SUE JACKSON Therapist | Writer | Photographer | Activist

An avid blogger for the last fifteen years, I believe in the power of the word to change the world. I have participated in, and reported on, a range of protests during this period, including the successful East-West Link campaign and, more recently, our wonderful, home-grown Extinction Rebellion (XR). If you believe, like I do, that it is time for ordinary people to rise up in defence of the planet, I encourage you to explore this blog, share it with your networks, and – of course – take action.

Saturday, May 24, 2014

'You're Not Going to Win!' :Trains Not Tolls Rally Leafleting - Abbotsford Convent

Making music at the convent

'You're not going to win!', a passer-by challenged as I stood handing out leaflets at the Abbotsford convent market this morning. I was taken aback by his certainty. But when he added that he knew what he was talking about because he'd been through it all before, having fought against the closure of the Fitzroy Pool and the destruction of the convent itself, I was surprised. At my obvious retort: 'But they are both still standing. You helped save them,' he merely shrugged and walked on. I was left confused as to why, with that strike rate, he wouldn't be Mr Confidence himself. I also felt discouraged.
But most of the other people we talked to were very much on side. I took some pictures of them for our photo petition:

New supporters

Familiar faces

And leafleters included some people from other community groups, as well as us Tunnel Picketers, all ably organised by Jill:

It was no hardship standing in the autumn sunshine with music in the background, promoting our rally to a range of thoughtful people who predominantly share our views. But the pessimism of the original passer-by proved hard to shake.
After we had packed up, I farewelled my friends and then dropped in to that Melbourne institution and jewel of the convent - Lentil as Anything.


Standing in the queue, about to serve myself a delicious vegetarian lunch, for which I could pay whatever I liked or could afford, the credo of this amazing not-for-profit organisation sprang to mind. 'We believe in the power of humanity to create stupendous change.' Reflecting on that, the jibe of the pessimistic passer-by began to fade. And settling down to eat lunch outside, I was greeted by this beautiful sight:

A testament to people power if ever there was one!

Monday, May 12, 2014

Tokyo: Day 976 at the Anti-Nuclear Occupy Tent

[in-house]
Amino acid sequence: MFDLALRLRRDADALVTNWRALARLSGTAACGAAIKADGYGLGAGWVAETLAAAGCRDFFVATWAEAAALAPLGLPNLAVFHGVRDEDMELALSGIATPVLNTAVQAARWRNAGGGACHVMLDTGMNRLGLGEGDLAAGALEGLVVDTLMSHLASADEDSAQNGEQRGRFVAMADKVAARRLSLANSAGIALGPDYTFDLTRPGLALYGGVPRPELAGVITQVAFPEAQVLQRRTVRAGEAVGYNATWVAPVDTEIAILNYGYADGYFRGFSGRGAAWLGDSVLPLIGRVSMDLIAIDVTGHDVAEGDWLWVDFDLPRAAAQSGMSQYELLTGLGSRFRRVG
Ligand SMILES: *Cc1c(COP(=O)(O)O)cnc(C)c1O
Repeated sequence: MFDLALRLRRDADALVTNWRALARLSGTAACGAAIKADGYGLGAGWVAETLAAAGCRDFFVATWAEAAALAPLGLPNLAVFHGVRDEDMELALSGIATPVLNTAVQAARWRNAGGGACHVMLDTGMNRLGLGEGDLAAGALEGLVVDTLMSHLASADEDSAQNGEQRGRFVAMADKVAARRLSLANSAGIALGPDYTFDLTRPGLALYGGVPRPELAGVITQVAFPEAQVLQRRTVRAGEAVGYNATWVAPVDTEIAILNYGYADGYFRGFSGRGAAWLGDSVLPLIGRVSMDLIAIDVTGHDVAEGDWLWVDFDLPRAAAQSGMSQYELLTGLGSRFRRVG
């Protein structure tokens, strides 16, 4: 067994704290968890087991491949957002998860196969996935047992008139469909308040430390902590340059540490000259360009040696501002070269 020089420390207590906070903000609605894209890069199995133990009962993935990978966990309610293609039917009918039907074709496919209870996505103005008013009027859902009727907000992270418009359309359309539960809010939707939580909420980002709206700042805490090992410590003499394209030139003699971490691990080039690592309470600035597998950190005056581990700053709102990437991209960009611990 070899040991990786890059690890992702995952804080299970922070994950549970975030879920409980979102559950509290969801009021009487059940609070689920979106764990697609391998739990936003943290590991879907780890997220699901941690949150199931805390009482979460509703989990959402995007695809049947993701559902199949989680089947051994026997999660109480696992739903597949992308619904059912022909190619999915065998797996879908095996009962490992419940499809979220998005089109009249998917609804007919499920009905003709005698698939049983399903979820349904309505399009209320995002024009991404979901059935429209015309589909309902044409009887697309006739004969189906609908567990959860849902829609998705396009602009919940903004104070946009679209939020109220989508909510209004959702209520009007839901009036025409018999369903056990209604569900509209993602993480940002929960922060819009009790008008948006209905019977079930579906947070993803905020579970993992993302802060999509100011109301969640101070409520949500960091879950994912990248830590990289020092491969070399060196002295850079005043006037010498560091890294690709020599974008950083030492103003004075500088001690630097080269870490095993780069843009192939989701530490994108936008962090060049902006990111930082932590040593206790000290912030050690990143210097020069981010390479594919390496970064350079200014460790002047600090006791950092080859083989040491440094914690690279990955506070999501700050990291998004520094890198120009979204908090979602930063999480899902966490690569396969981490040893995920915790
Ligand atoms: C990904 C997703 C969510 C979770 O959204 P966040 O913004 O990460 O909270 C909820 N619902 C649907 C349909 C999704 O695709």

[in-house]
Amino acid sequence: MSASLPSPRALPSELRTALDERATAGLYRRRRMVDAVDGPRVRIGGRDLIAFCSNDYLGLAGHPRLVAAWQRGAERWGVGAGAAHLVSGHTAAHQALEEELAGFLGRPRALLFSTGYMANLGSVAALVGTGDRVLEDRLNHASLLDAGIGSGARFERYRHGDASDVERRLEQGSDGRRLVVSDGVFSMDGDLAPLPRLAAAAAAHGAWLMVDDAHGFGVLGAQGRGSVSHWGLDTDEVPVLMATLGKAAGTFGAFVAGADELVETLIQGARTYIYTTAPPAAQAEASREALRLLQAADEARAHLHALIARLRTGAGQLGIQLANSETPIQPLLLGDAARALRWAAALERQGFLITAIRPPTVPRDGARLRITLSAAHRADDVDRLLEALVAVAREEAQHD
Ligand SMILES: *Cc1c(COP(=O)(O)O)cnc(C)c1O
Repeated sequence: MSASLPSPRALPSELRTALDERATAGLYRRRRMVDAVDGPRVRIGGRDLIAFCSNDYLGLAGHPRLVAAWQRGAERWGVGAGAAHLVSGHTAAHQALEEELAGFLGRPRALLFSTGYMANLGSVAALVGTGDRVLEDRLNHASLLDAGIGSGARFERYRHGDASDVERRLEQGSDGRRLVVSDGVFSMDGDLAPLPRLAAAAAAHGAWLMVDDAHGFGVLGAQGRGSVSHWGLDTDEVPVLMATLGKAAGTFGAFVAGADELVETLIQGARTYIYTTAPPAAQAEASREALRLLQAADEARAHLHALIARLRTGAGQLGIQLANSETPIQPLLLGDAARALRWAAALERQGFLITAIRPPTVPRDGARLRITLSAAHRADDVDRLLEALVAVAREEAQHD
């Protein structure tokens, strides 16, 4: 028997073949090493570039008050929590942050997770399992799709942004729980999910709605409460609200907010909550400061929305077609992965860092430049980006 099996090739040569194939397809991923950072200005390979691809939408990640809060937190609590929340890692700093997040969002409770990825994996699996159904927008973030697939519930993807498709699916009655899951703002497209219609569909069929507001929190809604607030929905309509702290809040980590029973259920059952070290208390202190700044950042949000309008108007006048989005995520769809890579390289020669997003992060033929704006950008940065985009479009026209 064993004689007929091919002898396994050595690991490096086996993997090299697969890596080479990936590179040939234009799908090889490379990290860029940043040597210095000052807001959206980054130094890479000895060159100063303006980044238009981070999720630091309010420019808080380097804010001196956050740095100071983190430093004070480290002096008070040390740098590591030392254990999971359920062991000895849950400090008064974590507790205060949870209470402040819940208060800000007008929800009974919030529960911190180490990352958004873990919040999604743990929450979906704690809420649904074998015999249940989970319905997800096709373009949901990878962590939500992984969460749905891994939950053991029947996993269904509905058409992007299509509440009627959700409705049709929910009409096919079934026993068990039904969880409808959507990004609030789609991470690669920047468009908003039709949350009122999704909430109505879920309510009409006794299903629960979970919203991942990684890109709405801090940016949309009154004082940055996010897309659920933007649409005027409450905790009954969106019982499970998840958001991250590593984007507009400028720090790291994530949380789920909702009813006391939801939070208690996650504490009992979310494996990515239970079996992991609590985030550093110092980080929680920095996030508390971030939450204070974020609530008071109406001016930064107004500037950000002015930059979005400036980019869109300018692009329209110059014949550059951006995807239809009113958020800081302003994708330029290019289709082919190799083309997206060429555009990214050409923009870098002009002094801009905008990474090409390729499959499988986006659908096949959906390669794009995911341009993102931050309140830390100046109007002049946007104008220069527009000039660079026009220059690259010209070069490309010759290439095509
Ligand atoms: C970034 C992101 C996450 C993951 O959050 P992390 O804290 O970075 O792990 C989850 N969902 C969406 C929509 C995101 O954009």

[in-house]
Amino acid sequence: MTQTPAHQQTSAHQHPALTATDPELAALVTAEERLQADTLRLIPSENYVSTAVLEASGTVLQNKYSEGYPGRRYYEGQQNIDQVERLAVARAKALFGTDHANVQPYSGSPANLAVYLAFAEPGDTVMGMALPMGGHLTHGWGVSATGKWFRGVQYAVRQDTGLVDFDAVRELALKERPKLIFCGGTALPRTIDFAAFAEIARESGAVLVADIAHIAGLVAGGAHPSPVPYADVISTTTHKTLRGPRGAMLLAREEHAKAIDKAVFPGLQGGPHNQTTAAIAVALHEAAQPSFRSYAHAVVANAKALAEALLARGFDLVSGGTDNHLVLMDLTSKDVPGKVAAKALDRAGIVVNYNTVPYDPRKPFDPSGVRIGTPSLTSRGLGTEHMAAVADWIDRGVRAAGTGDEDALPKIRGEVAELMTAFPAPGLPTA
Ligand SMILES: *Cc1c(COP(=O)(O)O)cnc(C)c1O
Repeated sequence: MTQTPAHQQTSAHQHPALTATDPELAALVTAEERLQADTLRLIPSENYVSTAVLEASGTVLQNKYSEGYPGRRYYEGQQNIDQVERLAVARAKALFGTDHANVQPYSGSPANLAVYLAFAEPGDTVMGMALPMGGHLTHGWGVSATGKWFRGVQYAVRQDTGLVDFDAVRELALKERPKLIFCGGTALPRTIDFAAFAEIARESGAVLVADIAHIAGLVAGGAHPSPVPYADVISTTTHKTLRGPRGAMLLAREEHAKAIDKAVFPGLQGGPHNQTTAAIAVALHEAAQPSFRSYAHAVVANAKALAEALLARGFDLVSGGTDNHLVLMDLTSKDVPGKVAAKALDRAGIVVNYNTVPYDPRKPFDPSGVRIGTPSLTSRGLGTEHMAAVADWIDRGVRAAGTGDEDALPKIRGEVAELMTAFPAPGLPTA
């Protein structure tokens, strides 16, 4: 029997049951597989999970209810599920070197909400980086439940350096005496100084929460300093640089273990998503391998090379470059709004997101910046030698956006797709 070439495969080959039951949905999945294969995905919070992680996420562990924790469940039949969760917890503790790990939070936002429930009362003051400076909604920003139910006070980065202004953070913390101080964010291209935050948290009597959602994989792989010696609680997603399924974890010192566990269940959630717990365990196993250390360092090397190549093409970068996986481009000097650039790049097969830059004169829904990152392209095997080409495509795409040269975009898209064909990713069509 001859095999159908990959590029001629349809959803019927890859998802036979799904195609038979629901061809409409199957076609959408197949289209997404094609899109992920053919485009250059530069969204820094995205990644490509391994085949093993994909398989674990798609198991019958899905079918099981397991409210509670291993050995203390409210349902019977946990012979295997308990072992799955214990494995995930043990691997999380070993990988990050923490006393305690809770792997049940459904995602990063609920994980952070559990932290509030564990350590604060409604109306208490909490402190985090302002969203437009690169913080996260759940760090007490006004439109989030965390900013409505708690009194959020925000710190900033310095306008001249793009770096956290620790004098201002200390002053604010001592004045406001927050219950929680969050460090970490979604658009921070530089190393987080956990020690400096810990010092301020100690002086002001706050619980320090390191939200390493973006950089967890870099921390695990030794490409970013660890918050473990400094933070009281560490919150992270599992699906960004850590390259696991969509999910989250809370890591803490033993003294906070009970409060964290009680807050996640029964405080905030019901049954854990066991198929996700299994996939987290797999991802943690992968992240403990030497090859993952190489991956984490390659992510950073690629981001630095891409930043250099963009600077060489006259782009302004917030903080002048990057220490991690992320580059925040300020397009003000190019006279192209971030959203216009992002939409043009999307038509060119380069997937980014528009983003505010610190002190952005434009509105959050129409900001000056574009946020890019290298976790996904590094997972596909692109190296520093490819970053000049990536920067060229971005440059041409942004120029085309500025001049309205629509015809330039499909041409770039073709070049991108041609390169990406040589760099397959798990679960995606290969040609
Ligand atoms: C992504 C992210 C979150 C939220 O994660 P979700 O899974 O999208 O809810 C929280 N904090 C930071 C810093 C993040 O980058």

Right in the heart of Tokyo's Government buildings

Before my trip to Japan I had heard about the Tokyo Anti-Nuclear Occupy Tent, established in response to the Fukushima nuclear disaster of March 2011. I knew its aim was to remind officialdom that just like the nuclear disaster itself, whose effects won't go away, neither will the protestors. I was keen to visit for its own sake, because I too oppose nuclear power, but also because of our own present struggles against the East-West Link, a local environmental disaster in the making. I felt sure I would learn lots, especially about hanging in there, from the Japanese protestors, who have now been encamped for years.

As of today, make that 976 days 

Although I hoped to visit the tent, I was very unconfident we would ever find it. With a population of 38 million (Tokyo is the world's most populous city) and a bewildering labyrinth of downtown streets, I just couldn't see it happening. So I was thrilled on our very last morning to round a corner and spot it.

Some of the Tent's neighbours

In true Japanese fashion the Occupy tent is no eyesore. Well-dressed, soft-spoken people sit on chairs in neat rows outside, and the tent itself looks orderly, even festive. But this apparent respectability is deceptive; the sentiments of the tent's occupants couldn't be more opposed to current government policies. I was very lucky because one of the day's protestors, Kimiko, speaks English and so was able to answer some of my questions.


Kimiko explained how the tent is occupied 24/7, with the men opting to sleep over. The authorities have made attempts to move protestors on. But the group has resisted, even though they are now facing 'the courts', which I think means that they have been charged. I imagine this would be with obstruction or trespass, though my ineptitude with Japanese made it impossible for me to clarify this with Kimiko. I also think she said that the Japanese government, ignoring the lessons of Fukishima, a proven 'man-made disaster', is currently in the process of extending the nuclear program. The Japanese government's actions inevitably reminded me of our own government's crazy destructive policies in the face of all the evidence.
While I was there, I took the opportunity to read the posters in English adorning the tent. One, which included a letter from a Fukushima mother, was particularly moving:

The voice of Mothers in Fukushima

The writer was shocked at the Government's insensitivity in using the plight of the children of her town as leverage in their (successful) bid for the 2020 Olympics. Sadly, I wasn't surprised, as there are numerous examples of our own government being similarly shameless - their insensitivity to the terrible situation of the families of Morwell springs to mind.
The Tokyo protestors and I did lots of smiling and pantomiming. I just wished I spoke Japanese so that I could have talked to more of them and in greater depth, but of course their continuing presence speaks volumes.
As I headed off to the airport, Kimiko presented me with pamphlets and badges and an anti-nuclear fan. I was left with a feeling of solidarity and enormous admiration for the determination of this group in the face of their government's power. Obviously, just like us opponents to the East-West Link here in Victoria, they too are prepared to do whatever it takes.